clues to If you’re like most Canadians, you probably don’t know much about oral cancer. You may associate it as something that only happens to tobacco-chewing baseball players, like Babe Ruth, but the truth is that over 3,000 Canadians are diagnosed with this life-threatening condition every year. The good news is that when detected early, oral cancer has an 80% to 90% survival rate.
“In dentistry, oral cancer has always been a serious concern,” says Dr. Alastair Nicoll, President of the British Columbia Dental Association. “But it has not really been on the radar screen of Canadians.” Most oral cancers begin in the cells on the surface of the tissue of the mouth. They are shallow but over time penetrate deeper into the tissue and potentially the bone. If caught early, they can be treated while still a surface problem. The bad news is that the majority of oral cancers are detected as late stage disease, when it is most difficult to treat. According to Dr. Simon Sutcliffe, President of the BC Cancer Agency, one-third of Canadians diagnosed with oral cancer die within five years for precisely this reason.
“Tobacco use is the primary cause of oral cancer,” says Dr. Nicoll, “including smoking cigarettes, pipes and cigars, smokeless tobacco, and chewing tobacco.” Excessive use of alcohol also increases risk and is a factor in oral cancer for 75% of Canadians diagnosed with the disease. Too much exposure to the sun is a key risk factor for cancers on the lips. At the same time, 25% of oral cancer patients don’t share these habits, so it’s important for everyone to know how to spot problems:
• White or red patches anywhere in the
• Mouth sore that bleeds easily and/or won’t
• Bleeding in the mouth
• Loose teeth or dentures that stop fitting
• Pain or problems swallowing
• Lump in the neck
• Persistent earache.
Your dentist is trained to care for all aspects of oral health. Conducting cancer checks at regular appointments and more elaborate screening for higher risk patients is the first step to early detection. Educating patients about the risks of certain behaviours and how to detect a potential problem is also an essential role for dentists. “As dentists, we have the specialized training, equipment and facilities to offer the best care for the mouth,” says Dr. Nicoll. “It’s not easy to see into the mouth properly, in your bathroom or in your doctor’s office. In the dental office, we have the right equipment, lighting and tools to see every area fully so we can be sure to check every area of the mouth.”
FEAR TO REST
Public speaking may be the number one fear for most, but visiting the dentist ranks highest on the list of things to avoid for some Canadians. Without question, worry about the unknown or lingering memories from past experiences in the dental chair prevent some people from getting regular checkups and from seeking treatment when they have problems in their mouths. But is there any reason for fear anymore?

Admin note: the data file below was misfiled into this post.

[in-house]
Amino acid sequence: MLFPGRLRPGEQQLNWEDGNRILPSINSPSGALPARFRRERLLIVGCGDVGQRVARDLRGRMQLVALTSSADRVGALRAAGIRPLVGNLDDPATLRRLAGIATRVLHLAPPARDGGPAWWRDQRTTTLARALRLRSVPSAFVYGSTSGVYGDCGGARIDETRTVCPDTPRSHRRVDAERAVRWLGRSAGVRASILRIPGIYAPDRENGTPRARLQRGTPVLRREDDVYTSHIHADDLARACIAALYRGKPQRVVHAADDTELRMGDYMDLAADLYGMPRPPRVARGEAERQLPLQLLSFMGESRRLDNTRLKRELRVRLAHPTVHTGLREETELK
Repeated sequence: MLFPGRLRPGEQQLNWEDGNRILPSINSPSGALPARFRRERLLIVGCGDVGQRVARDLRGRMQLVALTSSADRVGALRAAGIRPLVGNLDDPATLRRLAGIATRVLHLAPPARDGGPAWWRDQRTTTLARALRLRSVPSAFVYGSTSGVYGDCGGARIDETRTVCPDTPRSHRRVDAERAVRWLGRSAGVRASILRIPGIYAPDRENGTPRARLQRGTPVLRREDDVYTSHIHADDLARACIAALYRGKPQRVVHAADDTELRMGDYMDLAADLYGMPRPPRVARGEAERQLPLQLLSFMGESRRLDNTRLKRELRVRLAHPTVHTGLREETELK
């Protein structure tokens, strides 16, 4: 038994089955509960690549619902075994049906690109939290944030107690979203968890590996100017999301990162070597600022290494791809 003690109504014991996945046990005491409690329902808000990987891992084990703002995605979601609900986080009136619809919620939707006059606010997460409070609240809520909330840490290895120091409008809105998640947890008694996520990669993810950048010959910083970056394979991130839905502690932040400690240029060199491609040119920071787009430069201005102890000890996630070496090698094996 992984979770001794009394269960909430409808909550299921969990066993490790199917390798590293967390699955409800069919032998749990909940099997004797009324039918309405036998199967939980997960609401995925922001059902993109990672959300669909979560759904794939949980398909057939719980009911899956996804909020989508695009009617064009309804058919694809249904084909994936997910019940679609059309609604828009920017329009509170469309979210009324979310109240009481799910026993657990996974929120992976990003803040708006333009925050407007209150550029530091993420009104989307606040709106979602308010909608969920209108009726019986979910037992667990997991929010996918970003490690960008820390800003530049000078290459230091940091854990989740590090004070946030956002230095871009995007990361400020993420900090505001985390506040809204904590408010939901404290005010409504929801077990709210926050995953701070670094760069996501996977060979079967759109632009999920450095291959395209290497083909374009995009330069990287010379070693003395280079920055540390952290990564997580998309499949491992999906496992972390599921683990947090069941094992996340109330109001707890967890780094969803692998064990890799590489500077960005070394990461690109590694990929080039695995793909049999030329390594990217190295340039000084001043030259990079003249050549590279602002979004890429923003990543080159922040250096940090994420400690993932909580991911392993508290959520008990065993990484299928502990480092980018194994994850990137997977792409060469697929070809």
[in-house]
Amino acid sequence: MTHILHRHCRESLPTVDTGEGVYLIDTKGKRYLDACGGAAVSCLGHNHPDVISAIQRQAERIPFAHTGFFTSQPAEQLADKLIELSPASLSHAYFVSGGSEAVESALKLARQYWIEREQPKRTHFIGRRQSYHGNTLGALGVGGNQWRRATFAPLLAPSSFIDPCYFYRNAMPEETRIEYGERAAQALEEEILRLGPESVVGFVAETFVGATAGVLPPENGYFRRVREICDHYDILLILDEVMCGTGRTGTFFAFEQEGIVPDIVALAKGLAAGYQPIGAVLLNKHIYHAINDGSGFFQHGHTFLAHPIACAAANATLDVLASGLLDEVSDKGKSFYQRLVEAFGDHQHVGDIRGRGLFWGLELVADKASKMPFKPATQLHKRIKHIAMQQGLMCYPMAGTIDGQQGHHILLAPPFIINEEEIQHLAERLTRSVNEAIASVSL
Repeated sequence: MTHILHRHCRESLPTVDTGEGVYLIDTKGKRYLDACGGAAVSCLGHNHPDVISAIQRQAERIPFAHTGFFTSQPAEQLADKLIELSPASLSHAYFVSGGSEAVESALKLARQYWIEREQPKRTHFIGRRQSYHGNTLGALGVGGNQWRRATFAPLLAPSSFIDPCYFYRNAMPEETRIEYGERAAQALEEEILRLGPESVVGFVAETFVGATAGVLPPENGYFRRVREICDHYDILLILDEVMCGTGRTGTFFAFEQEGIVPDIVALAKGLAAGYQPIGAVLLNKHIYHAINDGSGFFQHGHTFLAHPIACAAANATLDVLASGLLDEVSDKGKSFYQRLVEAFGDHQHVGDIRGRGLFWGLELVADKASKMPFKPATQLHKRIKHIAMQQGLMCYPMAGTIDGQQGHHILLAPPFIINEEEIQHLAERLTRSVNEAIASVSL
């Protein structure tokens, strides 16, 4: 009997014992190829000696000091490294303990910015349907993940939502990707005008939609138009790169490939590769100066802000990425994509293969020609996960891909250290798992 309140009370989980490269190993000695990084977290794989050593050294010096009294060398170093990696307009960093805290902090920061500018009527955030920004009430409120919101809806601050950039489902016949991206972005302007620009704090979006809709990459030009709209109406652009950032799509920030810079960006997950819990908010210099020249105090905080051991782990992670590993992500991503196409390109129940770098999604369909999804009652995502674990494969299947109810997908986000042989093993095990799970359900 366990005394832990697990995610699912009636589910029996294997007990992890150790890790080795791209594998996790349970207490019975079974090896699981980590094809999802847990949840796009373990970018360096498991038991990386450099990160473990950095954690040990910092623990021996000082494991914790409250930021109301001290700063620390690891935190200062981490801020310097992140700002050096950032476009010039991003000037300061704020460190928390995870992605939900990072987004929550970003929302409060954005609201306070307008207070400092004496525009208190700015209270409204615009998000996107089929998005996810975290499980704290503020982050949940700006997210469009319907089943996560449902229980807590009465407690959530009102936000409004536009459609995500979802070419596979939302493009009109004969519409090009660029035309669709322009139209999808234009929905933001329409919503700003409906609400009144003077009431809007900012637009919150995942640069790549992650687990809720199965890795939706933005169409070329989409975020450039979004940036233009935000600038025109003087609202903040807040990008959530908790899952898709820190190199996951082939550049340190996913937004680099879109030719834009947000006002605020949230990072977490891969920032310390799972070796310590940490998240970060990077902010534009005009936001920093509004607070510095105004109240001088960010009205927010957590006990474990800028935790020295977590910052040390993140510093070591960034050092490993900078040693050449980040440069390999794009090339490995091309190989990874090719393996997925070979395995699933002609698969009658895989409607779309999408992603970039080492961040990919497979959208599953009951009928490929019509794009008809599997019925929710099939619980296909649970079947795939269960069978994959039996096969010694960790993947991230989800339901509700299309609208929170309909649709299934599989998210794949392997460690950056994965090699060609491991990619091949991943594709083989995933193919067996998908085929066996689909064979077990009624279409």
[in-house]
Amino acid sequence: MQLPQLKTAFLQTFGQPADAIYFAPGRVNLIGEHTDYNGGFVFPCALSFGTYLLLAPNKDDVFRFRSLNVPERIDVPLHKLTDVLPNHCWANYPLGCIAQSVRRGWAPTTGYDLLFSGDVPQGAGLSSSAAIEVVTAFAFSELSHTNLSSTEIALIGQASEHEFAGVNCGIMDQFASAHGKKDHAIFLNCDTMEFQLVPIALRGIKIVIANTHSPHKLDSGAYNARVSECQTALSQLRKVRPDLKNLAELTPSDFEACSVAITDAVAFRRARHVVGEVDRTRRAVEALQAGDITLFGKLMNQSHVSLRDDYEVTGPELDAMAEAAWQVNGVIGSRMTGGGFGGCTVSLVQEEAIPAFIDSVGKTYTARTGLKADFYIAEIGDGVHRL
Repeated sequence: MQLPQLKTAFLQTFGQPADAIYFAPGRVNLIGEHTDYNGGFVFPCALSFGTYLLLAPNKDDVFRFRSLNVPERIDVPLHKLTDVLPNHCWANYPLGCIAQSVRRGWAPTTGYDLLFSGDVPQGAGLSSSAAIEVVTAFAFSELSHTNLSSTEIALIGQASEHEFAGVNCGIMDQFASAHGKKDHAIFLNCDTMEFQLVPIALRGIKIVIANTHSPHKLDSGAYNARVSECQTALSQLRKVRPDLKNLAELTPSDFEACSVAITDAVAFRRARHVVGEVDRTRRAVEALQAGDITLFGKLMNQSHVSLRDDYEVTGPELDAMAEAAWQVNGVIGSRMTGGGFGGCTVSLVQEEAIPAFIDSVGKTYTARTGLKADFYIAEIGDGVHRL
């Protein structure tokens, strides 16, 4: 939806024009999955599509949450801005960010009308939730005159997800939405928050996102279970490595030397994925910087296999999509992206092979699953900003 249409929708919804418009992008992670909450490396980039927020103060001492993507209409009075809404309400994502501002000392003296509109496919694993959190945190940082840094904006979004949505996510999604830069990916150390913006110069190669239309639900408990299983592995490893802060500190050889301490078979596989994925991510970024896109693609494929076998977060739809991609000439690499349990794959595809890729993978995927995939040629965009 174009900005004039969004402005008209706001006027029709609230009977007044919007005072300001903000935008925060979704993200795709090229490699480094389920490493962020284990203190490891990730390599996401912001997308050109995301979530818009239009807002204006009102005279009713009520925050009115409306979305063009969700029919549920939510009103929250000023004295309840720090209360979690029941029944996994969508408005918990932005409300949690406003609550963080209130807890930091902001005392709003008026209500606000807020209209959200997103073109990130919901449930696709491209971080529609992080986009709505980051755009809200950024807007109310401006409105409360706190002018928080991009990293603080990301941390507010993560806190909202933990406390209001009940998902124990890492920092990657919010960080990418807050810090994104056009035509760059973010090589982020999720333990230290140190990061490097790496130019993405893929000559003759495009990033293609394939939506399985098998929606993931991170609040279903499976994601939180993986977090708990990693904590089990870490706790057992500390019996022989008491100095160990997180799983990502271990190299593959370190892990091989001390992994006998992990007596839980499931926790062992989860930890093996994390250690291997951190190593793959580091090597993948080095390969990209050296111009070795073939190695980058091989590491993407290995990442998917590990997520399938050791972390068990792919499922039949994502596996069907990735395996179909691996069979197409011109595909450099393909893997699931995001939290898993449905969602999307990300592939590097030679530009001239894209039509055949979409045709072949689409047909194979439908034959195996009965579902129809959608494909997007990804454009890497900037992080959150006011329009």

Those who have been avoiding the dentist’s office might be surprised to learn that modern dentistry is very different in many ways. According to Dr. Deborah Stymiest, President of the Canadian Dental Association, “Technology and equipment have revolutionized treatment such that it can be a virtually pain-free experience.”
At the same time, the philosophy of dentists has shifted to make patient education a priority. “We are here to work with our patients to develop strategies to cope with their fears so that they can get the care they need,” says Dr. Stymiest. Tell your dentist what you are most apprehensive about. Once specific concerns are identified, you and your dentist can address these fears.
“The first step for an apprehensive patient is to acknowledge their fears,” says Dr. Joel Antel of the Manitoba Dental Association. “Arrange a dental appointment to discuss what concerns you most and to develop strategies to cope with treatment. It’s easy to be afraid of something you don’t know about.”
Your first appointment may not involve any treatment. You may not even have your teeth cleaned. It could be limited to a discussion of your apprehension and planning to overcome this barrier to a lifetime of dental health.
Delaying treatment because of fear is common. According to Dr. Stymiest, however, even a minor oral health problem can become a very serious and complicated problem if left untreated. “Since oral health is an important part of overall health, you shouldn’t ignore a problem in your mouth,” says Dr. Stymiest. “Poor oral health can affect a person’s quality of life unnecessarily.”
If you suffer from dental anxiety, talk to your dentist. Your dentist is your partner in your oral health and can devise strategies to make you relaxed and comfortable during your dental visits.